What Happens If a Kickstarter Company Fails? Do You Get a Refund?

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News Posted: Tue, Sep 4 2012 10:16 AM
Kickstarter is the largest crowd funding website in cyberspace, and it's managed to raise millions of dollars for promising projects. One of them is Ouya, the $99 Android game console that originally had a goal of soliciting $950,000 but ended up with nearly $8.6 million in pledges when the dust settled. It's not the only project to blow past its goal, but it does bring up an interesting question. If the project fails, will backers receive a refund?

It's a question NPR presented to Ouya, which admittedly didn't know the answer.

"Technically, from a Kickstarter perspective, I don't know the answer to that," Ouya CEO Julie Uhrman said. "But from a doing-the-right-thing perspective, we will treat our backers the best possible way."

No Refunds

It's a nice thought, but if Ouya were to blow through its $8.6 million pile of cash and have nothing to show for it, then what? We're not saying that's going to happen, mind you, but given how popular Kickstarter has become, it's a question that's inevitably going to be answered, one way or another. As it stands, Kickstarter founder Yancey Strickler doesn't even know the answer.

"You know, that would be new ground," Strickler said when NPR asked if Kickstarter would get involved if Ouya turned into vaporware. "I don't know. I mean, no, I don't think that we would. But certainly, the kind of thing you're talking about is not a bridge that has been crossed yet. Someday it will. And you know, I think if something did go awry, it would be -- it wouldn't be my favorite day."

Ouya has a dozen backers who pledged at least $10,000, thousands who have pledged $140 or more, and over 46,000 pledged $99, equivalent to the cost of the console (minus shipping). There are a lot of eyeballs on this particular project, and with the amount of third-party support that's been announced, it will probably come to fruition. But at some point, a high profile project will drop the ball, and when that happens, the harsh reality is that backers will likely never see their pledges returned.
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Erakith replied on Tue, Sep 4 2012 10:24 AM

An interesting point, and one that I don't hope to see any time soon; especially with Ouya, or any of the projects I've backed like Wasteland 2.

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JOMA replied on Tue, Sep 4 2012 4:46 PM
If I were to give to one of these projects I wouldn't expect to get a refund if things went bad unless it was clearly stated somewhere. The answer from the company isn't very reassuring. I'd be curious to know what they're doing with all the extra money they got since it's way more than they were originally asking for.
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I backed both Double Fine Adventure and Wasteland II Kickstarter campaigns knowing I might never see a completed game. I think it should be implied by the project teams and understood by the backers that donating to the project guarantees you nothing. It's a little more cut and dry in the projects I donated to, since they give you progress reports and have already established themselves in the industry. The risk isn't too great that I'll see no product come to pass. Other projects, specifically the ones that are developing new technologies in a rapidly changing ecosystem, might just have prototypes that just don't cut it, or somebody privately funded comes along and beats them to market. Those are the instances where I see more chance of a failed investment.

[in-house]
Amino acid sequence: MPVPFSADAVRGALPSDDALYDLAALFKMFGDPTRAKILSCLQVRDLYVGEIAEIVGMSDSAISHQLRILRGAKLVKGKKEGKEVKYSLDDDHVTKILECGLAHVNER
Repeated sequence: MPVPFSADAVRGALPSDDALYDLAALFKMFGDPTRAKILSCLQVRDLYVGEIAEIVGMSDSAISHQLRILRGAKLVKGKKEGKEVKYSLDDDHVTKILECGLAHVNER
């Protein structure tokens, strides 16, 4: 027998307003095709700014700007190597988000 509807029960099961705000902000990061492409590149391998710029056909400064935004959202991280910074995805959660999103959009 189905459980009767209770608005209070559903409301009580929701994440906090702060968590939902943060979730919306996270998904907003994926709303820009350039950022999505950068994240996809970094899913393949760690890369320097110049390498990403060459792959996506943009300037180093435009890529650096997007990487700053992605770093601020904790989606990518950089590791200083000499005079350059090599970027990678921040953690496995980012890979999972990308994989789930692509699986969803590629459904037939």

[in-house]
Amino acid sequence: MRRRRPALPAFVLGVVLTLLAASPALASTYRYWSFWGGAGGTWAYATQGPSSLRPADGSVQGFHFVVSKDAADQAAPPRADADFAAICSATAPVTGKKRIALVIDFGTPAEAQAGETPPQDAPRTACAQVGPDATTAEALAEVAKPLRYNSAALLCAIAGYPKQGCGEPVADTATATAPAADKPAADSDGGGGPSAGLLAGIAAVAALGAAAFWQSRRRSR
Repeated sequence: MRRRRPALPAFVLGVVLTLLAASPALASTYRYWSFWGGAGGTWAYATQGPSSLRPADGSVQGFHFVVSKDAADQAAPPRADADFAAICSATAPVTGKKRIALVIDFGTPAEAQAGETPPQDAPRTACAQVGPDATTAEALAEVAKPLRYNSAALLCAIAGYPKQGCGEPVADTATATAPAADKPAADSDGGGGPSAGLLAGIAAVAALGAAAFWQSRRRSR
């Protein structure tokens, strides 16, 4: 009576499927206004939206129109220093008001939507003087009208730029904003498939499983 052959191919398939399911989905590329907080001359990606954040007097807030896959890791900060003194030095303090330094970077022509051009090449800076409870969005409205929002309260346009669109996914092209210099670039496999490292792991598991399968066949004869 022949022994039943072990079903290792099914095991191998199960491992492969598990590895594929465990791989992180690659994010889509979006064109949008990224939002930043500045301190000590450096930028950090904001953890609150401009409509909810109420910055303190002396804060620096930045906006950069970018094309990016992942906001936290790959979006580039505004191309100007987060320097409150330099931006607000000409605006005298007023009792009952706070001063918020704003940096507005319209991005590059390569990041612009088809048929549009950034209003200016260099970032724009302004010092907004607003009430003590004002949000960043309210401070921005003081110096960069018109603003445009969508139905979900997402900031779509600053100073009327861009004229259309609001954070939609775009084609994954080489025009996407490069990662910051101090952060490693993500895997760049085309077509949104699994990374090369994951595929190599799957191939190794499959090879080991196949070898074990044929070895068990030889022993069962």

At the end of the day, I feel it is the person fronting their money that needs to have their eyes wide open. Just like private investors that fund a project might never see a return on the investment, so might a Kickstarter project backer. It's the nature of the business.


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I wouldn't expect a refund, but then again I wouldn't give them any more than I could afford to lose either. (just like at a casino)

Dogs are great judges of character, and if your dog doesn't like somebody being around, you shouldn't trust them.

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Its funny, question you can hide alot of bs I have seen a game fail who father of friend invested millions. He was just out no returns no nothing. But the guy who started project kept all the patents and software and all that was gained. But restarted the project and made a toooooon of money.

Depends if it fails I definitely think remaining asset's should be divided. And all bonuses ect halted cause right before it failed the guy took huge bonus and said whoop's were broke sorry.

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sevags replied on Wed, Sep 5 2012 2:16 PM

This is a risk any investor has to take. When you buy stocks and the company doesn't do well (Facebook) or goes belly up (hopefully Facebook) there is not much you can do. You invested in or supported these companies and you have to be ready to take a loss. Donators on kickstarter should actually expect the companies they donate into to fail at a higher rate than a company already establish and on a stock exchange. These are companies with no investments, no portfolios, and often only a hand full of patents pertaining to the one product they are still researching and developing. There is no safety net for such a setup.

Who I do feel sorry for are the people who donate the minimum amount (which is a lot more than the average person donates) in order to be the first to receive demos units and other free goodybag type gifts. If those people don't receive the gifts the should be refunded because technically they paid extra to receive something not just to seethe company bring their idea to market.

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